Monday, February 1, 2010
In the dark and early hours of the morning
At night a hospital is an eerily quiet and seemingly deserted place. The empty hallways easily echo my footsteps as I pass through the corridors making my usual rounds and at times the stillness is uncomfortably like that of a tomb. I’ve been on night shift since October and I have yet to find, much less be invited into, the hideaways the surgical staff holds up in until they are needed. Rumors abound by those who have fallen into the good fortune of being invited into such hidden lairs that they are full of free drinks and food and furnished with comfortable chairs and huge televisions.
My key card is still ignored by the security pads mounted next the doors of such suspected places. The little glowing red eye located where I wave my card looks like an angry sentinel rejecting all my attempts. Because of this except for the two other fellow members of the hospital Engineering staff working the same hours as me much of my shift, if not all, is spent alone. In many ways that is a good thing, I have time to perform my duties unimpaired by the usual minutia found on day shift with people scrambling to get their needs met first or the ubiquitous workplace politics.
Another advantage is that I have time for my thoughts, free from the idle and often ignorant chatter that passes for conversation by most of the Engineering staff. Being alone with only my thoughts for company they have a habit of flying off on the wildest of fantasies but every once and awhile the outside world intrudes to remind me that I am not the only one dealing with isolation. The surgical department where I can be usually found is located on the third floor of the main building and very late at night has a twilight-like atmosphere after the corridor lights are greatly dimmed to save money.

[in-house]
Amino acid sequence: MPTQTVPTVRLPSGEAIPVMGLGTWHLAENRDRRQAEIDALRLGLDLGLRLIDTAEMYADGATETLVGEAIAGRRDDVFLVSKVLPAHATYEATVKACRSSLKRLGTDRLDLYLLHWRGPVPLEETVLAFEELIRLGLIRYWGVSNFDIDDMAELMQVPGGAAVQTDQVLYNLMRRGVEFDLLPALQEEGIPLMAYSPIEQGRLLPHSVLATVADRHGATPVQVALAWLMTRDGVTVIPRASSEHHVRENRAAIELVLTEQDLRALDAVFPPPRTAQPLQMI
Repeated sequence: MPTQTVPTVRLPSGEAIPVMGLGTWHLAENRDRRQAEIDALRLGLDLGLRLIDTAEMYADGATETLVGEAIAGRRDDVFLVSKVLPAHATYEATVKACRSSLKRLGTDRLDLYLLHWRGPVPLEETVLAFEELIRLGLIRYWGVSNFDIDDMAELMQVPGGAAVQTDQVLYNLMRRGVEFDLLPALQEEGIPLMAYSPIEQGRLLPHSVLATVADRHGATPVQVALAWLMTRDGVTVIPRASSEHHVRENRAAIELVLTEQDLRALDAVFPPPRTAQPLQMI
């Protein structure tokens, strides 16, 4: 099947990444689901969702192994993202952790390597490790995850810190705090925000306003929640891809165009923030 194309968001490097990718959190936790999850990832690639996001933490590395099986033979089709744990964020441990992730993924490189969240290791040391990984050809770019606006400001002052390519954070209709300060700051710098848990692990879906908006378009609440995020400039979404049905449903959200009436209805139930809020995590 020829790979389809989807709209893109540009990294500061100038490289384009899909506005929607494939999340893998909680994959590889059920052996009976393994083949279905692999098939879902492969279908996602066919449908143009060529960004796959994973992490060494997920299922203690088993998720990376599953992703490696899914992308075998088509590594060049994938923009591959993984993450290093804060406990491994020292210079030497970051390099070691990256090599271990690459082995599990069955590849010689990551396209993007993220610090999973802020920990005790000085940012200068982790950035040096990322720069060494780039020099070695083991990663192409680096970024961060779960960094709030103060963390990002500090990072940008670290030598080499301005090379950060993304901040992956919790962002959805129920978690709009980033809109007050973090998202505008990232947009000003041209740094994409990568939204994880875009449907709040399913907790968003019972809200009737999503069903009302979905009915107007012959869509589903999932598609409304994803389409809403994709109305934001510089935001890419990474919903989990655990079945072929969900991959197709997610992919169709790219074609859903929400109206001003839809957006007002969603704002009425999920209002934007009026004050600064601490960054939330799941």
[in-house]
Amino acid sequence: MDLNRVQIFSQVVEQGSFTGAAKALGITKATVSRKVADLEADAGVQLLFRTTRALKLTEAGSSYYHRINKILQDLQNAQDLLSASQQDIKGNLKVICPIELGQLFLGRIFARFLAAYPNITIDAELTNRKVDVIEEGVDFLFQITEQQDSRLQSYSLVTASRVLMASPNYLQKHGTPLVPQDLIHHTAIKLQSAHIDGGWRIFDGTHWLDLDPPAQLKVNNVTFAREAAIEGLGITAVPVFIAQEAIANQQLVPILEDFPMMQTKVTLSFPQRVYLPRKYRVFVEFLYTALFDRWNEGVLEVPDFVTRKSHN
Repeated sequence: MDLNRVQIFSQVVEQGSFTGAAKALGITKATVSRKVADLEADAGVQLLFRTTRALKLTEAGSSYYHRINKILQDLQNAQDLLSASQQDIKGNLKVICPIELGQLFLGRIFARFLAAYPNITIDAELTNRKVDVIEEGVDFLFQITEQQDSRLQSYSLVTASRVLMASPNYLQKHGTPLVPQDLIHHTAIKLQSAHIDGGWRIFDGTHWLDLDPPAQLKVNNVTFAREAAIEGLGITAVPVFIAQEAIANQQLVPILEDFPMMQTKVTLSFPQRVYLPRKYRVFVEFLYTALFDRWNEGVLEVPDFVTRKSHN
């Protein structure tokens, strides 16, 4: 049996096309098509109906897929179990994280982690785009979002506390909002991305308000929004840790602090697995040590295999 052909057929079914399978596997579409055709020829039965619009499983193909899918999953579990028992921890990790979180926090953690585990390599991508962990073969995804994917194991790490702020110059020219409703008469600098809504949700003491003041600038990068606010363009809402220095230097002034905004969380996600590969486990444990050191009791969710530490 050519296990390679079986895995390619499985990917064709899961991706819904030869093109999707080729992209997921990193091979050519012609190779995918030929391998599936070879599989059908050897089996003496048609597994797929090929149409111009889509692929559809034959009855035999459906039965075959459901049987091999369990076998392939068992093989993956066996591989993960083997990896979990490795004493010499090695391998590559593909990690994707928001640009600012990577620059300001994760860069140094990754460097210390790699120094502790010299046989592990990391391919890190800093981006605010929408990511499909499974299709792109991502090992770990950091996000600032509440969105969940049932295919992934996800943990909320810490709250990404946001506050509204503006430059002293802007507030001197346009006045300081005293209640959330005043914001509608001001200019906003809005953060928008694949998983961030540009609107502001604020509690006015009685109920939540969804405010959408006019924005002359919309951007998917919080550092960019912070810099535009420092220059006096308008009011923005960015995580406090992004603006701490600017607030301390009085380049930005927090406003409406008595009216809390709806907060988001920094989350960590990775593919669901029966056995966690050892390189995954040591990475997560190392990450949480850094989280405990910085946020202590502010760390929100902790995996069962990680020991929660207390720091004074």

A few nights ago while in an operating room doing preventive maintenance checks on the surgical lights I stepped outside into the corridor to take a break. That particular corridor is the main thoroughfare for patients being wheeled into surgery and after, to recovery with one side being the doors to the operating rooms and the other side being a long length of huge windows looking down to one of the hospital’s parking lots below. At night that particular parking lot is empty since it mainly serves outpatients services and several nearby doctors’ offices.
Wanting to clear my mind from all the color-coded wires I had to check along with electrical connections and relays I stared out into the night. With the dimmed lights I had an excellent view of the surroundings in spite of the fact there wasn’t much to see. The parking lot was, as usual, empty except for several decorative street lamps that emitted amber cones of light creating small islands of illumination around several parking spaces. A little further out and across the street was a small diner with one small light still on somewhere inside. And beside it was a sub sandwich place that was completely dark except for the neon “open” sign mounted in the window that continues to blink on and off all through the night like some lame practical joke.
Being on the opposite side of the main and emergency entrances there wasn’t even a few people milling about seeking relief from whatever fear or anxiety that had them at a hospital in the first place. From my view it was like the eerie quiet and stillness from the hallways had been extended outside.